We're obviously reviewing the Xperia V at a time when the eyes of the Sony faithful are set elsewhere. It's been a year since the Japanese went solo and, although they've blown hot and cold thus far, they seem to have found their pace. With a couple of full-HD five-inchers, Sony is ahead of some of their top rivals. Not bad for a year's work.
And what about the Xperia V? Long story short, it is the water-proof version of the soon-to-be-ex-flagship and it will most likely interest users who have a use for an IP57-certified handset and who wouldn't overspend on a smartphone, state-of-the-art five-inch full-HD touchscreen or not.
This isn't a particularly bad situation to be in. The Xperia V is more durable than the Bond phone and looks not a bit worse. It's got all the value-adding features that Sony has at the top shelf: a 13MP camera with 1080p video recording, the custom Album app, the Walkman player. Half the built-in storage of the Xperia T and a lower-res front camera are not things we'd complain about. After all, the Xperia V is supposed to be the more durable and slightly less expensive version of the flagship.
But is it? Well, not at this point, no. And we mean the price tag, not the water resistance. Instead of making short work of the likes of the Samsung Galaxy S II Plus, the HTC One S and why not even the LG Optimus 4X HD, its current price sets it on a collision course with the quad-core flagship monsters that wouldn't mind one last fight before retirement, especially one that they're guaranteed to win.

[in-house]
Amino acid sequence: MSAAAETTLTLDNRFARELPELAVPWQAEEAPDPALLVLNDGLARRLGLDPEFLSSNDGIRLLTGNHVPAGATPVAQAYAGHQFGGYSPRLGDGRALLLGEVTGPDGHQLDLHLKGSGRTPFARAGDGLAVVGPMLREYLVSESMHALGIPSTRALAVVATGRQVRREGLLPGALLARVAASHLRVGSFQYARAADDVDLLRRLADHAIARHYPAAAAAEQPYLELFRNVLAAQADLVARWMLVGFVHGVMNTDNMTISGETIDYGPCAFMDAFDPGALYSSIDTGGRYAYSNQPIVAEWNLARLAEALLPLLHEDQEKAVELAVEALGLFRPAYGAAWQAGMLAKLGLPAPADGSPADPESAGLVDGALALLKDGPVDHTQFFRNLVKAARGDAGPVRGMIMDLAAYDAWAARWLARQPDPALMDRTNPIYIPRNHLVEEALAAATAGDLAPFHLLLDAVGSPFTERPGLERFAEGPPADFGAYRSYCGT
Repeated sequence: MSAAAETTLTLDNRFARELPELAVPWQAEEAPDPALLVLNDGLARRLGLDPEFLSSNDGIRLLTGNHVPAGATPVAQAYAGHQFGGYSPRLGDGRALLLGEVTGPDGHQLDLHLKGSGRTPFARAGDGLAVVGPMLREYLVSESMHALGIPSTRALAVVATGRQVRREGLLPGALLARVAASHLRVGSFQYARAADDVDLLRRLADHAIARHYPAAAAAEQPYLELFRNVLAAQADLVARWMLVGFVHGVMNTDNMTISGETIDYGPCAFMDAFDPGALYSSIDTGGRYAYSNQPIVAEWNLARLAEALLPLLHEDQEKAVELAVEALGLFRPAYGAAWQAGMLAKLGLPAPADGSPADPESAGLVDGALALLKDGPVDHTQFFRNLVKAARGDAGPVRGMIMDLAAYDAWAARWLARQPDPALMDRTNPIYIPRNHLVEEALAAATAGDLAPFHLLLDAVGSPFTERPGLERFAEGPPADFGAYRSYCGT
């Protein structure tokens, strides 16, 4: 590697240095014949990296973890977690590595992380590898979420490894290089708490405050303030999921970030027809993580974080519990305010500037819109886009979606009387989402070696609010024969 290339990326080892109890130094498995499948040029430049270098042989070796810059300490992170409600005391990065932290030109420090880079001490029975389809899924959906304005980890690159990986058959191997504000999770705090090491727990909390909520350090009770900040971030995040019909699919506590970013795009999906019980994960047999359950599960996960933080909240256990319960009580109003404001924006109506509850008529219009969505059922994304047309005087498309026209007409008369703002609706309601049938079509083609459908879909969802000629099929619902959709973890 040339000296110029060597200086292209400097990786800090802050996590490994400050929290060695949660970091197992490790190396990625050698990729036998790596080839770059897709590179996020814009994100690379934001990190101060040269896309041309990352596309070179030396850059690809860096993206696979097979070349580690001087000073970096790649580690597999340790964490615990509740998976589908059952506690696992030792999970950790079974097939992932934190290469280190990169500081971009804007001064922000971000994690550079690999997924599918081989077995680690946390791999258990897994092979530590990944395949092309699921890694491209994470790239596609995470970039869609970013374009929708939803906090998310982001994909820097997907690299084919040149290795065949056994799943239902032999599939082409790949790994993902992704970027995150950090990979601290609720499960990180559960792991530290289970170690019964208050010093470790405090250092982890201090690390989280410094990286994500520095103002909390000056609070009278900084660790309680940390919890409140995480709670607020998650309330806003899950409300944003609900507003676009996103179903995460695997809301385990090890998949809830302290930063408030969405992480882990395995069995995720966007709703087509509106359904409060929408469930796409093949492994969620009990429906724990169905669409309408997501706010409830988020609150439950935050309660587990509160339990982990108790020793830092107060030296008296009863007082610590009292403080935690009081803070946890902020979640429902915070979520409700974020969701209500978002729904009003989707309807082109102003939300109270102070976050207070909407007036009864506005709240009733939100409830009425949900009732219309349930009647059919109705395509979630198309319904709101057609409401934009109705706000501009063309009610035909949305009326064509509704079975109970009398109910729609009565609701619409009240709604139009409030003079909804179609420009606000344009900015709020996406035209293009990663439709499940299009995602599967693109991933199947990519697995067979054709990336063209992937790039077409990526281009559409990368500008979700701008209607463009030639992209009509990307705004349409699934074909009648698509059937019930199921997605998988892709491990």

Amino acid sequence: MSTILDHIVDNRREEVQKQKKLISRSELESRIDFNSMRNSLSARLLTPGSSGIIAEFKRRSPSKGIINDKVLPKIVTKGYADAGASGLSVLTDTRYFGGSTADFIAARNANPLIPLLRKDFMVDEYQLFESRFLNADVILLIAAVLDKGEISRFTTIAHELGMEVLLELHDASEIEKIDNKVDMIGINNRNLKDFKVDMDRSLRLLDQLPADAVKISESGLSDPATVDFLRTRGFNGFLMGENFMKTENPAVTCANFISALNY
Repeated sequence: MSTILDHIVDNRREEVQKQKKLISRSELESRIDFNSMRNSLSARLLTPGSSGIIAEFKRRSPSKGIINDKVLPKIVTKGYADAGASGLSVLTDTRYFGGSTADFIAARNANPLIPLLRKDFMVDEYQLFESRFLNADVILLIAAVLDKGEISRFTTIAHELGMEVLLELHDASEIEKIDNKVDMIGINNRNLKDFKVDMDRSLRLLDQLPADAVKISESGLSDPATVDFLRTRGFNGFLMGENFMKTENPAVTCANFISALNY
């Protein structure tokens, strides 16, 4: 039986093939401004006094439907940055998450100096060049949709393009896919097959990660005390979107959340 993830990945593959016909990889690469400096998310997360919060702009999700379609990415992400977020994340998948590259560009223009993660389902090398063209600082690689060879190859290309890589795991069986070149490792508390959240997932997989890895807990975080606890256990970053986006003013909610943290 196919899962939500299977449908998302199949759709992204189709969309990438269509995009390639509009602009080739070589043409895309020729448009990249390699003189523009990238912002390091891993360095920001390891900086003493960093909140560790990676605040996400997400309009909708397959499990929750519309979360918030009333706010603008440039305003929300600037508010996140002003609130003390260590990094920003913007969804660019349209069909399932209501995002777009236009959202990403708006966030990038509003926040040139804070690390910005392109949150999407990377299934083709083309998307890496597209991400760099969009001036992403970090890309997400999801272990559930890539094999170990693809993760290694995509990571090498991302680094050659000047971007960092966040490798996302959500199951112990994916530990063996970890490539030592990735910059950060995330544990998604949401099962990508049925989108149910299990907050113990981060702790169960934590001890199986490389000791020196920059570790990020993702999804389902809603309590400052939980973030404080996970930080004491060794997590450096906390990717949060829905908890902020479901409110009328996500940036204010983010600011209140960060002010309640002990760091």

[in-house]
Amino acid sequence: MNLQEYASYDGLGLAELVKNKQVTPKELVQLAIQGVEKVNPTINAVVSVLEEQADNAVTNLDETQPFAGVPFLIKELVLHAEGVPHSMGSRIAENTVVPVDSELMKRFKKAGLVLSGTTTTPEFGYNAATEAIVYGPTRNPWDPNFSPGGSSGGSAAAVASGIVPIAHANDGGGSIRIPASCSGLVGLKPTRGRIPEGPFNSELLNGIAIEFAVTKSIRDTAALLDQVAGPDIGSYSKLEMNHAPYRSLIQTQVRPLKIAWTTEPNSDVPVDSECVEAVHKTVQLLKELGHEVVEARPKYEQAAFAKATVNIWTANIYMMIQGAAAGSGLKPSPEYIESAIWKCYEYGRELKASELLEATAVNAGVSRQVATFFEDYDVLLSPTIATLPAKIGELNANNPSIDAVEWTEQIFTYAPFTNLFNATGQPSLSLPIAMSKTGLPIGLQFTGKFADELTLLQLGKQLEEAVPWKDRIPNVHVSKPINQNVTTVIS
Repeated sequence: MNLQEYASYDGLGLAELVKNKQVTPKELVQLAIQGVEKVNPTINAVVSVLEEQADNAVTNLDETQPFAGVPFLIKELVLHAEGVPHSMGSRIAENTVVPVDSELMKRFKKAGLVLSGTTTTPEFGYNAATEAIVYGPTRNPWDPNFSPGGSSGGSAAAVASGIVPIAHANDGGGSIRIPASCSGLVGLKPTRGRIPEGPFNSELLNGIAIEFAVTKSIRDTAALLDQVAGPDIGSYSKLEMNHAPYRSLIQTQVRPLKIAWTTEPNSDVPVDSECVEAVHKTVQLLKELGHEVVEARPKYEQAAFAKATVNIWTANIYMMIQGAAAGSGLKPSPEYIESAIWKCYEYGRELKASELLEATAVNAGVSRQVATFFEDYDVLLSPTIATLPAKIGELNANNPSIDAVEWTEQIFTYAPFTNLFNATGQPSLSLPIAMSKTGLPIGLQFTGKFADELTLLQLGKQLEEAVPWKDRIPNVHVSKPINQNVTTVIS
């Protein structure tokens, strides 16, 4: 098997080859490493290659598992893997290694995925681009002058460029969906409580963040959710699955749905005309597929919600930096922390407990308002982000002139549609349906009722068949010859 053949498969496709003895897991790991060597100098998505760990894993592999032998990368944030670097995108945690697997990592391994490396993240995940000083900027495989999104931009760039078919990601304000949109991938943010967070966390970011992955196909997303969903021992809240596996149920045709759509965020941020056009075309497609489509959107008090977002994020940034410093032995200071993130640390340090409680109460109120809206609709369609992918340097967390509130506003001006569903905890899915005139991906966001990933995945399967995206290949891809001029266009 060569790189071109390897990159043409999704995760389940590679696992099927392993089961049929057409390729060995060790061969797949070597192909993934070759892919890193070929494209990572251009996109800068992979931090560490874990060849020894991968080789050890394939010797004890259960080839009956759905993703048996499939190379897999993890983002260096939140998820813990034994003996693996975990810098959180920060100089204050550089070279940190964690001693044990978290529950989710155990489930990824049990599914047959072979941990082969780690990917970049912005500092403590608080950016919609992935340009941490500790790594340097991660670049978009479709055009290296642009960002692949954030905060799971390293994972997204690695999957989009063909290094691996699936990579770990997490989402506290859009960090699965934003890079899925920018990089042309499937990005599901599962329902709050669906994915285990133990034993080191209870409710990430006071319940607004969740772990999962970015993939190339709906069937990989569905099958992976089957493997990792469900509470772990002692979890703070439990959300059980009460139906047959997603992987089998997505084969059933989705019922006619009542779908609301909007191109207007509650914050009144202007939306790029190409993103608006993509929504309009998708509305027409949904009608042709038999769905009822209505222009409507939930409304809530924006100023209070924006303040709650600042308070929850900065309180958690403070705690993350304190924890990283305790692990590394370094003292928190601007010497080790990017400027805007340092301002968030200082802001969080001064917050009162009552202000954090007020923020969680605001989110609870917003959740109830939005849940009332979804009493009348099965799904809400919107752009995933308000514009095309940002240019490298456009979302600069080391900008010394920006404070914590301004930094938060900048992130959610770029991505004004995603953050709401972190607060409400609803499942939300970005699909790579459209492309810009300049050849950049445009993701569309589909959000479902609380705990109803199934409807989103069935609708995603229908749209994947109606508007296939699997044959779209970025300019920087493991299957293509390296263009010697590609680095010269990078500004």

Samsung I9105 Galaxy S II Plus • HTC One S • LG Optimus 4X HD P880
It just doesn't make sense for a phone like the Xperia V to cost about the same (and sometimes even more) than a Samsung Galaxy S III or an HTC One X. Not to mention the Google Nexus 4, which is ridiculously cheap at Google Play.
Samsung I9300 Galaxy S III • HTC One X • LG Nexus 4 E960
To add insult to injury, Sony still has the Xperia V waiting for Jelly Bean. It could really be a matter of weeks now, but that's still worse than what most of its competitors got.
Maybe the current price is kept up by low supply, as Sony is said to be pushing back the Xperia V launch on some markets to make Jelly Bean available. The result is a weird situation where the Xperia V costs a good 100 euro more than the Xperia T. This seems way off and perhaps it will get corrected faster than it's usual for a newly-released device.
And when it does, we wouldn't mind a phone that looks this good, runs Jelly Bean and is water-resistant. Maybe the launch of the Xperia Z and ZL will help too. Sony may realize it's running out of alphabet but, more importantly, they'll run out of reasons too for charging so much on the Xperia V.
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